House panel backs adding second guided-missile destroyer to Navy budget

House panel backs adding second guided-missile destroyer to Navy budget
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A House panel is backing adding a second Arleigh Burke-class destroyer to the Navy’s fiscal 2022 budget, the latest move in Congress to stray from the administration’s defense budget request.

In its portion of the annual defense policy bill, the House Armed Services Committee’s seapower subcommittee is recommending the full committee approve buying a total of eight new warships, committee aides told reporters on a background call Tuesday.

That’s the same total number requested by the Biden administration. But, the panel is recommending two Arleigh Burke-class guided-missile destroyers instead of the one requested by the administration, and one towing, salvage and rescue ship instead of two.


The subcommittee’s portion of the National Defense Authorization Act (NDAA) would round out the shipbuilding budget with two Virginia-class submarines, one guided-missile frigate, one refueler and one T-AGOS(X) auxiliary general ocean surveillance ship.

Lawmakers in both parties, even some Democrats who support the Biden’s administration overall $715 billion request for Pentagon funding, have blasted the Navy’s shipbuilding request as inadequate.

The House Appropriations Committee, which followed Biden’s top-line request for Pentagon funding, similarly added a second guided-missile destroyer in the Defense Department spending bill it approved earlier this month.

In a report accompanying its bill, the Appropriations Committee blasted the Navy for “a troubling trend of underfunding ship acquisition programs and then requesting the removed ship as the highest priority on the unfunded priority list.” Last year, the Navy similarly requested just one Virginia-class submarine, to Congress’s dismay.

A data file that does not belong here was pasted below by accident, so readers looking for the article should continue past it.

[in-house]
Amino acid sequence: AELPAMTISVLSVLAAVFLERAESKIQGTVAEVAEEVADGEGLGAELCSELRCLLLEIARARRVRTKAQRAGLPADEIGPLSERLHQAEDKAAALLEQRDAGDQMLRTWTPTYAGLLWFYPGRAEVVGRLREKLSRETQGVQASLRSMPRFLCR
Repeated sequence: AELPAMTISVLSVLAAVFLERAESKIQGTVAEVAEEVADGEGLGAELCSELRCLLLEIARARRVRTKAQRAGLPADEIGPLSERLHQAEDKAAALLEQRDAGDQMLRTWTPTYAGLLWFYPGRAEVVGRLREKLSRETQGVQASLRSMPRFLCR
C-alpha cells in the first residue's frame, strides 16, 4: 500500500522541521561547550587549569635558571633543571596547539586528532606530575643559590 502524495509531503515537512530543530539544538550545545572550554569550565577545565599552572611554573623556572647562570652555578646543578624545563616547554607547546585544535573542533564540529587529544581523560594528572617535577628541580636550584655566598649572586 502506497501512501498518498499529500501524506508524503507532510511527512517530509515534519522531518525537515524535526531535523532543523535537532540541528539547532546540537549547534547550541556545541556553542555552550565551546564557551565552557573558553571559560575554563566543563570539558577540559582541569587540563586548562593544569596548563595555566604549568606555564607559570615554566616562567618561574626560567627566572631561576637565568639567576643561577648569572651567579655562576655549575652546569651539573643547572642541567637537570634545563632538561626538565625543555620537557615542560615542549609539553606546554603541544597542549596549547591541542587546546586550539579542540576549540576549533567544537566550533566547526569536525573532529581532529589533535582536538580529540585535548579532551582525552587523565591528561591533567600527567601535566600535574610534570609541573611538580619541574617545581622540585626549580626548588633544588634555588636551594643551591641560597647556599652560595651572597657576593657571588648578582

In Tuesday's background call on the NDAA, House Armed Services Committee aides said they “agree with everything” the Appropriations Committee said in its report about how the Navy is “gaming Congress.”

“It's a dangerous game for the Navy to play,” one aide said. “I don't think it's guaranteed that when they do these types of taking stuff out at the last minute and depending on Congress to put it back, that's always gonna be the case.”

In restoring a second guided-missile destroyer to the budget, the aide added, “we had to pay for that ship somewhere, so they'll see that there are other areas where they will have to take some cuts.”

Aides would not elaborate on what was cut from the budget to pay for the destroyer, citing a policy not to discuss funding specifics until the full committee’s version of the NDAA is released.

The seapower subcommittee is scheduled to consider its portion of the bill Wednesday afternoon.